Saturday, many New Yorkers are marking the third anniversary of the September 11 attacks, when terrorists crashed two hijacked airliners into the World Trade Center towers, causing an inferno that collapsed both buildings and killed over 3,000 people.

Many touching artifacts survived the attacks on New York: a pair of fireman's boots, a gnarl of twisted steel taken from the wreckage, missing-persons flyers posted by family members. But that tragic day also produced a wealth of sound recordings that recall the event with stinging immediacy.

Merely mention the date Tuesday September 11, 2001 to most New Yorkers and images of burning towers, anguish, heroism and death immediately come to their minds.

The violence of that day lends an eerie quality to what came immediately before, like this otherwise forgettable radio broadcast just 45 minutes before the first plane hit.

"Good morning. Sixty-four degrees at eight o' clock. It's Tuesday September Eleventh. I'm Lee Harris. Here's what's happening. It's Primary Day in New York City, voters are deciding?" a radio announcer said on that fateful day.

"It's going to be a beautiful day today. Sunshine throughout. Really a splendid September day -- the afternoon temperature about 80 degrees. Great weather for the primary election? Tomorrow, sunny and very nice," another radio announcer said.

Those recordings and others were collected by the Kitchen Sisters, two independent radio artists, as part of their "Sonic Memorial Project." It's an audio history of the Twin Towers and the neighborhood where they stood. The recordings also form part of a self-guided audio tour produced by a small company named "Soundwalk."

Soundwalk spokesman Michel Sitruk, a Frenchman who became a New Yorker years ago, spoke to me in the churchyard at Saint Paul's Chapel, perhaps 100 meters from Ground Zero, where the Soundwalk audio tour begins.

"We came back regularly to Ground Zero like a lot of New Yorkers did and we realized that people come here today for two reasons: they come here to pay their respects, and they come here to understand," he explained. " And they come here to understand in a more direct kind of way than they could have experienced through the television.

I mean, we've all seen the images over and over again. And we felt we could really offer the people who come here from anywhere in the world a chance to hear what these voices had to say. It's obviously quite painful to listen to."

At 8:46 a.m. on September 11, American Airlines flight 11 crashed into the World Trade Center's north tower. From the 101st floor of the south tower, a man named Sean Rooney left a phone message for his spouse.

"Hey Beverly, this is Sean," he said. "In case you get this message - there's been an explosion in World Trade One that's the other building. It looks like a plane struck it. It's on fire at about the 90th floor. And it's? it's? it's horrible. Bye."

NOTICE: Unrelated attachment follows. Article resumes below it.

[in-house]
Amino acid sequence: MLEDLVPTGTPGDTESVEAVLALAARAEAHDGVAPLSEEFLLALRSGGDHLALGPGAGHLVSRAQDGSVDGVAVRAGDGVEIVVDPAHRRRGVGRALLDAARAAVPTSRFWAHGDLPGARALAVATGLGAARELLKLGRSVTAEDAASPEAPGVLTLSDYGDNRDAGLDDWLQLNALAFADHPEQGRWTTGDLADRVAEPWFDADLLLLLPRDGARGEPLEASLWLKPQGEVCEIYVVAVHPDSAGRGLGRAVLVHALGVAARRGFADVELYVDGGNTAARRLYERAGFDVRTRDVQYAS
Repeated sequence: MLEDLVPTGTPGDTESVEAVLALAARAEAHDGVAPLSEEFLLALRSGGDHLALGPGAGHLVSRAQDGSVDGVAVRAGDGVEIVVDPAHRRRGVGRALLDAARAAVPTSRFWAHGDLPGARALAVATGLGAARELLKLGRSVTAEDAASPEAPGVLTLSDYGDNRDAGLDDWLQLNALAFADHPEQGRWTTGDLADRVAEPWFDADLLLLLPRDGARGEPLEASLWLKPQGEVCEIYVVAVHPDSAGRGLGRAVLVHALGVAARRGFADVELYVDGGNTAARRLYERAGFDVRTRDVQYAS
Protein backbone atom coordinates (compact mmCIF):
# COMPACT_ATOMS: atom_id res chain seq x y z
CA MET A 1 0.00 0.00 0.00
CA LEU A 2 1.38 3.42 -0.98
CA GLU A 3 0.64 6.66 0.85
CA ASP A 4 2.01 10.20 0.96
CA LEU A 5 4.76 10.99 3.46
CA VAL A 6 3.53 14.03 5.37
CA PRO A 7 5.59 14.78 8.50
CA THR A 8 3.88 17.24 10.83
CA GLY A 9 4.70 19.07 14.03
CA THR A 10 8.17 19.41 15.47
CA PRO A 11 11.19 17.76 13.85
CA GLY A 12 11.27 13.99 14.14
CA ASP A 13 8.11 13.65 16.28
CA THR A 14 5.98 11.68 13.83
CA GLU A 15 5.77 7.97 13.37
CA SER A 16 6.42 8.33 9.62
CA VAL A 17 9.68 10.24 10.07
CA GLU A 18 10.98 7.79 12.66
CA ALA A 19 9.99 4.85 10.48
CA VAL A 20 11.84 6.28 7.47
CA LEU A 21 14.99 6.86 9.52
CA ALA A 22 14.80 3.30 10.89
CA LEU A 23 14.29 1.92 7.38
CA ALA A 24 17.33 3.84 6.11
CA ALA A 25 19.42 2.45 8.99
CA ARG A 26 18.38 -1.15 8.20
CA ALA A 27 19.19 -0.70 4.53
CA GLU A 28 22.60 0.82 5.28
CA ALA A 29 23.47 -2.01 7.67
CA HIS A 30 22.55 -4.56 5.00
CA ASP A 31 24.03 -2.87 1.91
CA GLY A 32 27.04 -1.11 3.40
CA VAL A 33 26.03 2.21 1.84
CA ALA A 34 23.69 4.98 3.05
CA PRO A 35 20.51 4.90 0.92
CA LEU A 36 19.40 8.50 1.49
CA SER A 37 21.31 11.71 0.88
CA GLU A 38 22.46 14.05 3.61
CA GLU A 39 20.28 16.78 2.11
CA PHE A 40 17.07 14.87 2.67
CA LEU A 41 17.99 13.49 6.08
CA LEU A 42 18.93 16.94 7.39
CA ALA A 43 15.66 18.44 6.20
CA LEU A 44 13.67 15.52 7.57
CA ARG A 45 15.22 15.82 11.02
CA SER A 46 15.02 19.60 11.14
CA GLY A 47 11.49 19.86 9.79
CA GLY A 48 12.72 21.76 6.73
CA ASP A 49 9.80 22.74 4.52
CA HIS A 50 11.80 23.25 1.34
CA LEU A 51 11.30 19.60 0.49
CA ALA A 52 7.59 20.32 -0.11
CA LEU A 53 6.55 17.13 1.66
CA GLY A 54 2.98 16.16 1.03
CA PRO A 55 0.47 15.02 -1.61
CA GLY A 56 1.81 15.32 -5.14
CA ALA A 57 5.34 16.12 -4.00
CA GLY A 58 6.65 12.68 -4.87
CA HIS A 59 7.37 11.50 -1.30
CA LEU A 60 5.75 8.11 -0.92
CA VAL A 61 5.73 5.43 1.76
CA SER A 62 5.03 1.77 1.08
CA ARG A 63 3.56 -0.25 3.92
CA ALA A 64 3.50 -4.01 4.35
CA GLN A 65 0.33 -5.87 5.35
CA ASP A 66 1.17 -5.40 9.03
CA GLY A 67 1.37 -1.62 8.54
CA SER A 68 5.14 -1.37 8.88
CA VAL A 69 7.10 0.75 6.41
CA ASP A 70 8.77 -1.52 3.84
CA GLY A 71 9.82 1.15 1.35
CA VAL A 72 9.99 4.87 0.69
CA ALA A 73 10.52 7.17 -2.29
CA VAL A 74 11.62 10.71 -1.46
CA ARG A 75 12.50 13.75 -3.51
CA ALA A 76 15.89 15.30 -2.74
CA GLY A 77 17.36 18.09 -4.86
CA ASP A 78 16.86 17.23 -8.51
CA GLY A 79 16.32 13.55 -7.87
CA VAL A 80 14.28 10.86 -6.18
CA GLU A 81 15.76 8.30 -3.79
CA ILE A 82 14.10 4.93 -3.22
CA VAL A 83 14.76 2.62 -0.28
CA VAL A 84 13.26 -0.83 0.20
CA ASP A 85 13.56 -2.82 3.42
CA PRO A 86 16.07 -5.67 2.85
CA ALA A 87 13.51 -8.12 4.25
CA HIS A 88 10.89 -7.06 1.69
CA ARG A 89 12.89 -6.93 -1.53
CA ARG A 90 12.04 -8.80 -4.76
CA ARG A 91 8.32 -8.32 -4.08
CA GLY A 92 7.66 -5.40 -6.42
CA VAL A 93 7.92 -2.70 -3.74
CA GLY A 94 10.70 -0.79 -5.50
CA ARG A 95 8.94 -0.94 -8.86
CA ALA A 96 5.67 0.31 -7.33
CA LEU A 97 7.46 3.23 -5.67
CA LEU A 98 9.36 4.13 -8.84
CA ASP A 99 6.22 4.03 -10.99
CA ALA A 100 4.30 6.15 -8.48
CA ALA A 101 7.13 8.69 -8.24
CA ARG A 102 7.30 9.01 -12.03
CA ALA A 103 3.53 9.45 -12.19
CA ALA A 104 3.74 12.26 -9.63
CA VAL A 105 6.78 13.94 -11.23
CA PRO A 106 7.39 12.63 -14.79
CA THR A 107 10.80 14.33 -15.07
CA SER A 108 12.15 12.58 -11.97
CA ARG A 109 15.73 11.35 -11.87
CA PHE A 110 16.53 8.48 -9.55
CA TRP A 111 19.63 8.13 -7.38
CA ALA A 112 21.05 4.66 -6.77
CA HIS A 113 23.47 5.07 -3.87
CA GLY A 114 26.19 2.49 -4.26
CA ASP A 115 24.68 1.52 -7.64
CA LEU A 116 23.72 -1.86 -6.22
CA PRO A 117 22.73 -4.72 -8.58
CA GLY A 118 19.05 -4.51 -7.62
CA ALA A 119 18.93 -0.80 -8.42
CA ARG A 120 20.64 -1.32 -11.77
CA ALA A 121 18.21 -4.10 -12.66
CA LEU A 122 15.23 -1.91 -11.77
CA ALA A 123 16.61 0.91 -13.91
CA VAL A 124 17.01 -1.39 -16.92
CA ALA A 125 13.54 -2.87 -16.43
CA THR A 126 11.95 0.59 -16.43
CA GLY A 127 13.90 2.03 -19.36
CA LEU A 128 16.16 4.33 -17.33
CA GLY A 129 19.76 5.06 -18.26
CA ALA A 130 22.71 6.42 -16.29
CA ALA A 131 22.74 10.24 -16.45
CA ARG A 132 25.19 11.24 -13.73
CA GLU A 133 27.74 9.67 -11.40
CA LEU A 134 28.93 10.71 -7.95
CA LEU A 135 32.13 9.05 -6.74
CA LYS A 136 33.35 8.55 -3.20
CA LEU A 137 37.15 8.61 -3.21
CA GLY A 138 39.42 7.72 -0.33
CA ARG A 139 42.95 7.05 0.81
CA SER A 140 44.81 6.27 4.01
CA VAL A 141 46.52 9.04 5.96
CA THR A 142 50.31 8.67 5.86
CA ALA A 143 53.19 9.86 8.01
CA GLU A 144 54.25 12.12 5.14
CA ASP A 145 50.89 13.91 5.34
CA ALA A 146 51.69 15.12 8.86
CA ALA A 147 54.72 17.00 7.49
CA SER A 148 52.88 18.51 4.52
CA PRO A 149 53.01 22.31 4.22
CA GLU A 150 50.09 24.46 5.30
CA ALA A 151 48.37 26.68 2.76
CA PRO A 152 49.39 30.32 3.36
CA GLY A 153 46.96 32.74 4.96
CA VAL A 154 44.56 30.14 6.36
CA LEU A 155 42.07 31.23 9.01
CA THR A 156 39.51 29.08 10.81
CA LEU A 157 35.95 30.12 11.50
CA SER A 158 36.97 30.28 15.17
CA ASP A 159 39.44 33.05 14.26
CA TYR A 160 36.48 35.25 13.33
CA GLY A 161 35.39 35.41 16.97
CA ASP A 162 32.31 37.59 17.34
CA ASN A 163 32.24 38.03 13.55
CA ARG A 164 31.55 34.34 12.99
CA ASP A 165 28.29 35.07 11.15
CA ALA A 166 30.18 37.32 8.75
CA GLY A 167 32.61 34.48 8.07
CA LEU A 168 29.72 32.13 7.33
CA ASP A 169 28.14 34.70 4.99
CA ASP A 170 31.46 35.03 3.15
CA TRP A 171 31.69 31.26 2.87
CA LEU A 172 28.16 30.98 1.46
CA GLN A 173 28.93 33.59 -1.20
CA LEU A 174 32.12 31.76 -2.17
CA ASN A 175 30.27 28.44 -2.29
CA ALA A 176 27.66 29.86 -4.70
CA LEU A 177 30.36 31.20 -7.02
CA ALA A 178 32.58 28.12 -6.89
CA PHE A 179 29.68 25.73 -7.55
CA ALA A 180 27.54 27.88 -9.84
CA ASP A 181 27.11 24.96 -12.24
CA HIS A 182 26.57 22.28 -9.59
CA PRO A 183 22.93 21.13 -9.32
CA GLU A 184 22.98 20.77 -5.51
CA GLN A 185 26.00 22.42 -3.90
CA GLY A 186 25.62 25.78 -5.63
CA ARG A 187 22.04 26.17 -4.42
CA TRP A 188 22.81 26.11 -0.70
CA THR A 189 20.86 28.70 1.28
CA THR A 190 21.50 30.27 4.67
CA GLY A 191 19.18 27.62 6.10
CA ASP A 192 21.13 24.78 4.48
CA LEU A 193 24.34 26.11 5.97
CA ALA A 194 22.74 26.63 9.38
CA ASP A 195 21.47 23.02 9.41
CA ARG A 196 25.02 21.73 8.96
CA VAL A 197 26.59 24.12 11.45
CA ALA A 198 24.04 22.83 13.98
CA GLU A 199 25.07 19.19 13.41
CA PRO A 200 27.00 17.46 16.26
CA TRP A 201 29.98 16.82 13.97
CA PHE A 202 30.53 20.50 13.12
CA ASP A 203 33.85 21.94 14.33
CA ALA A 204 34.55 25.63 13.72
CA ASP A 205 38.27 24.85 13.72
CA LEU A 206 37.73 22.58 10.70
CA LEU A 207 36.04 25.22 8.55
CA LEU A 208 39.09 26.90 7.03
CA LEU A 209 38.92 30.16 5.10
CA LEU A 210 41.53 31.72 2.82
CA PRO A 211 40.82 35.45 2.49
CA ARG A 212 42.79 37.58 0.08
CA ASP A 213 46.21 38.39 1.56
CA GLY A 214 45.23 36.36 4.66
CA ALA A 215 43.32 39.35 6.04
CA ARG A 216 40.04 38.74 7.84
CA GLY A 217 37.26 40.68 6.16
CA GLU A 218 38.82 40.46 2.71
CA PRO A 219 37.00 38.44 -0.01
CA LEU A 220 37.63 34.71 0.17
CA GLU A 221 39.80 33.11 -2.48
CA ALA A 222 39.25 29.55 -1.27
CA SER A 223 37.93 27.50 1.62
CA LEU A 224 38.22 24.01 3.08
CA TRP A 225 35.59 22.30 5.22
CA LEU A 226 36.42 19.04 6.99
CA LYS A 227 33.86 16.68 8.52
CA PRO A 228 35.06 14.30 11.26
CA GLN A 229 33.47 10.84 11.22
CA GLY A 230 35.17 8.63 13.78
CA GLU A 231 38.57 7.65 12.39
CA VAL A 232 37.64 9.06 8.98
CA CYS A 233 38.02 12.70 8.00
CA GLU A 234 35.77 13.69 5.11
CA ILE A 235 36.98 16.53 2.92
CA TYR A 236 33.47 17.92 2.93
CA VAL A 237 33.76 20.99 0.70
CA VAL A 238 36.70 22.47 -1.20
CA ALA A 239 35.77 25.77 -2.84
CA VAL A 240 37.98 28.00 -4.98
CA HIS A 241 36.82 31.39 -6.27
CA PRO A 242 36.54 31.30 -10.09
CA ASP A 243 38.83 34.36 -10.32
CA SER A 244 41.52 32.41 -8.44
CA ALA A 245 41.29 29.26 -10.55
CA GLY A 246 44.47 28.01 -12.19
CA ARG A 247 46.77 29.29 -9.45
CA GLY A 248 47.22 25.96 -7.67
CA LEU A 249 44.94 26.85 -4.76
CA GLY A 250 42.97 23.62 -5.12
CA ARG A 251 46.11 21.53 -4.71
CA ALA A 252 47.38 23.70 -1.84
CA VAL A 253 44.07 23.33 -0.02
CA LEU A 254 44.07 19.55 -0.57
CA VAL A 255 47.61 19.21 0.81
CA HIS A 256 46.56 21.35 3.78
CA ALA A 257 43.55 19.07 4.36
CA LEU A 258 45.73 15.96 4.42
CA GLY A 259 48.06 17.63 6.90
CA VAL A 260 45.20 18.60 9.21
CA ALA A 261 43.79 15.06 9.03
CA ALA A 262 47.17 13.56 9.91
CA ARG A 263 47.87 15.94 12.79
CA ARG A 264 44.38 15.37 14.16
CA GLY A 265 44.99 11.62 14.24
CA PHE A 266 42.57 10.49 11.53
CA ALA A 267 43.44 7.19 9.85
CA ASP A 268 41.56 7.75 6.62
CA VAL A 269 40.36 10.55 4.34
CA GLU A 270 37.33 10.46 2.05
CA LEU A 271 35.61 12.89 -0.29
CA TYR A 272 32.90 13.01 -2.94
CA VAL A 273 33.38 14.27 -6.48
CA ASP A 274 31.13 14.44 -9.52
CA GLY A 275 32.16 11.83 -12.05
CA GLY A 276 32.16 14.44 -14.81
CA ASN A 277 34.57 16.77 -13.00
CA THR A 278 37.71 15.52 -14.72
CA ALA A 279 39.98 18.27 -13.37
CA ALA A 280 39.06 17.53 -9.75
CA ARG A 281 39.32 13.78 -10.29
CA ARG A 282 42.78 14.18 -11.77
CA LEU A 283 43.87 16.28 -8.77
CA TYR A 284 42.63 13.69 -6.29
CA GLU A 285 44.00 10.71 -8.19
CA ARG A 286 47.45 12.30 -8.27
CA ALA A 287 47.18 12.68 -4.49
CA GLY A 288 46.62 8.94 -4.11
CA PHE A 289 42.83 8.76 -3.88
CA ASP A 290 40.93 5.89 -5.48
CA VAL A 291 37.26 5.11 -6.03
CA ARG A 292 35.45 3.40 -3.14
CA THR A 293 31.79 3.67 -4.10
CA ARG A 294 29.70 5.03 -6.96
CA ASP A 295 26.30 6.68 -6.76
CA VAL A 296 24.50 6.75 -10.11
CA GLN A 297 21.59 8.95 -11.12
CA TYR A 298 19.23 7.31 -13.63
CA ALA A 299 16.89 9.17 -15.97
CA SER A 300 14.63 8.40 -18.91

Meanwhile, a second plane, United Airlines Flight 175, had been hijacked and was headed for the World Trade Center's other tower the one Mr. Rooney was in. Here is a phone message left by a passenger, Bryan Sweeney, for his wife Julia.

"Hey Jules. This is Brian. Listen. I'm on a plane that's been hijacked," he said. "If things don't go well and it's not looking good I want you to know that I absolutely love you. I want you to do good, go have good times. The same to my parents and everybody, and I just totally love you. And I'll see you when you get here. Bye, babe. I hope I call you."

Here is a second phone message from Sean Rooney from the 101st floor of the south tower.

" Hi. This is Sean again. Looks like [seems like] we'll be in this tower for a while," he said. "It's? it's secure here. [PA system] I'll talk to you later. Bye."

That message was received on September 11 at 9:02 a.m.

At 9:03 a.m., United Airlines flight 175 hit the south tower. A reporter named Steven Manning had just emerged from the subway station on Chambers Street nearby. Here is the message he left for the Kitchen Sisters before playing his recording of the streetscape as the first tower collapsed.

"I raced toward the twin towers. I could already see panicked people pouring out the doors when we heard this unbelievable sound and ]we] looked up and saw that Tower One was cracking open," he said. "But maybe this would capture it a little better."

Today, three years later, it is calm calm for New York at the spot near ground Xero where Mr. Manning made that recording. I asked Soundwalk's Michel Sitruk to go there with me.

"So what about now, what do you hear?" I asked.

"I hear New York City coming back to life, actually," he responded. "And I guess we can draw a parallel with that morning, which was also a beautiful day like this one. It's so good to feel it coming back to life. Everyone's rushing to work. It's lunchtime. There are throngs of people on the streets. And I see tourist buses, which is always a good sign!"